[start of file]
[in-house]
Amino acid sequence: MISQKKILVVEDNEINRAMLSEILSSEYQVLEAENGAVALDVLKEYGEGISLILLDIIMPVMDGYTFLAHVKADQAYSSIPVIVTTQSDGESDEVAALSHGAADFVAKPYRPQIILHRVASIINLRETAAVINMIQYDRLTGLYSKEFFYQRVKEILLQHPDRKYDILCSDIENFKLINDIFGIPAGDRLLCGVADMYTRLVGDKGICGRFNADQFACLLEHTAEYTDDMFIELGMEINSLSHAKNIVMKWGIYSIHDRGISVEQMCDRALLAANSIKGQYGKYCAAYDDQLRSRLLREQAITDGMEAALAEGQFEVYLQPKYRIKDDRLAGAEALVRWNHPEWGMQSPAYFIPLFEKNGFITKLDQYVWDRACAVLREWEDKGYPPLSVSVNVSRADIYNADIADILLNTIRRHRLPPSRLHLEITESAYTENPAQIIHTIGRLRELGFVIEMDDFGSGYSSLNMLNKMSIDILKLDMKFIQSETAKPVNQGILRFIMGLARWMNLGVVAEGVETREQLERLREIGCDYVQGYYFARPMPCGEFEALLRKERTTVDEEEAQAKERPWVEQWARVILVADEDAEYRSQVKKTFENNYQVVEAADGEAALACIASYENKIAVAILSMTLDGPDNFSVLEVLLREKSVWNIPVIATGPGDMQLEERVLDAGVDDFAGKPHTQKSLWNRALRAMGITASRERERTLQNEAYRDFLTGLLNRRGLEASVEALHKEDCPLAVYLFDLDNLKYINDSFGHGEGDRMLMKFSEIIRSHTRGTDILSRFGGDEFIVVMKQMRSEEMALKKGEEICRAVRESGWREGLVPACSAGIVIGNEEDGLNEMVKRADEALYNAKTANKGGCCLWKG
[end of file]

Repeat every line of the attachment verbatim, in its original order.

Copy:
[in-house]
Amino acid sequence: MISQKKILVVEDNEINRAMLSEILSSEYQVLEAENGAVALDVLKEYGEGISLILLDIIMPVMDGYTFLAHVKADQAYSSIPVIVTTQSDGESDEVAALSHGAADFVAKPYRPQIILHRVASIINLRETAAVINMIQYDRLTGLYSKEFFYQRVKEILLQHPDRKYDILCSDIENFKLINDIFGIPAGDRLLCGVADMYTRLVGDKGICGRFNADQFACLLEHTAEYTDDMFIELGMEINSLSHAKNIVMKWGIYSIHDRGISVEQMCDRALLAANSIKGQYGKYCAAYDDQLRSRLLREQAITDGMEAALAEGQFEVYLQPKYRIKDDRLAGAEALVRWNHPEWGMQSPAYFIPLFEKNGFITKLDQYVWDRACAVLREWEDKGYPPLSVSVNVSRADIYNADIADILLNTIRRHRLPPSRLHLEITESAYTENPAQIIHTIGRLRELGFVIEMDDFGSGYSSLNMLNKMSIDILKLDMKFIQSETAKPVNQGILRFIMGLARWMNLGVVAEGVETREQLERLREIGCDYVQGYYFARPMPCGEFEALLRKERTTVDEEEAQAKERPWVEQWARVILVADEDAEYRSQVKKTFENNYQVVEAADGEAALACIASYENKIAVAILSMTLDGPDNFSVLEVLLREKSVWNIPVIATGPGDMQLEERVLDAGVDDFAGKPHTQKSLWNRALRAMGITASRERERTLQNEAYRDFLTGLLNRRGLEASVEALHKEDCPLAVYLFDLDNLKYINDSFGHGEGDRMLMKFSEIIRSHTRGTDILSRFGGDEFIVVMKQMRSEEMALKKGEEICRAVRESGWREGLVPACSAGIVIGNEEDGLNEMVKRADEALYNAKTANKGGCCLWKG